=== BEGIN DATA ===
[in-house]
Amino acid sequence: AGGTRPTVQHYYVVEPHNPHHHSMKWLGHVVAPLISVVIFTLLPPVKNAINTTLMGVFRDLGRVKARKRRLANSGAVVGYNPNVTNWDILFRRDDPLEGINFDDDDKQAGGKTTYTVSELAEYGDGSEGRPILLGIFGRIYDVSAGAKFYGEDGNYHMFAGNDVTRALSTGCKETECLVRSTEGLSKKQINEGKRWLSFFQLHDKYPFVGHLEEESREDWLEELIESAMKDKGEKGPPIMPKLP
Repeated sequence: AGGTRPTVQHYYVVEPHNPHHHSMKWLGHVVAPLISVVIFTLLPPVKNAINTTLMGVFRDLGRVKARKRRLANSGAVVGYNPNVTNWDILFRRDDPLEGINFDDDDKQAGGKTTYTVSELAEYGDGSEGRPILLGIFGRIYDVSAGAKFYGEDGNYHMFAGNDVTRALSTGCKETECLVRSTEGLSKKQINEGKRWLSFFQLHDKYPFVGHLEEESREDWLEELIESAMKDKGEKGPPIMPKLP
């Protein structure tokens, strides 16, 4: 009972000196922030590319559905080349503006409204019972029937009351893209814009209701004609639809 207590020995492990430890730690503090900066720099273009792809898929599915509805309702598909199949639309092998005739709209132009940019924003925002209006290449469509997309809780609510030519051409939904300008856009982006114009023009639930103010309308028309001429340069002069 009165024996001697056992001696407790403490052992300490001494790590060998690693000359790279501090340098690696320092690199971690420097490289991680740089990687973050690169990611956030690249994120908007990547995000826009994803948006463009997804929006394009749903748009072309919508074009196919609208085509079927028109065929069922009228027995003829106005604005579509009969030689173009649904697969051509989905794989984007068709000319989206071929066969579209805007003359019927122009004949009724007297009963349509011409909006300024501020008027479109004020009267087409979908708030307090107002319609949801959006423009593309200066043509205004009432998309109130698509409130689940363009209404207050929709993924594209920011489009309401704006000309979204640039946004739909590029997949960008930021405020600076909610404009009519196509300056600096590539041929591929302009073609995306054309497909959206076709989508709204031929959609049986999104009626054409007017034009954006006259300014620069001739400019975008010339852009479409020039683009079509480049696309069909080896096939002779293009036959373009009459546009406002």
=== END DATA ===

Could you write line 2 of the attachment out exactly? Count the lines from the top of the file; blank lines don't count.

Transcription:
Amino acid sequence: AGGTRPTVQHYYVVEPHNPHHHSMKWLGHVVAPLISVVIFTLLPPVKNAINTTLMGVFRDLGRVKARKRRLANSGAVVGYNPNVTNWDILFRRDDPLEGINFDDDDKQAGGKTTYTVSELAEYGDGSEGRPILLGIFGRIYDVSAGAKFYGEDGNYHMFAGNDVTRALSTGCKETECLVRSTEGLSKKQINEGKRWLSFFQLHDKYPFVGHLEEESREDWLEELIESAMKDKGEKGPPIMPKLP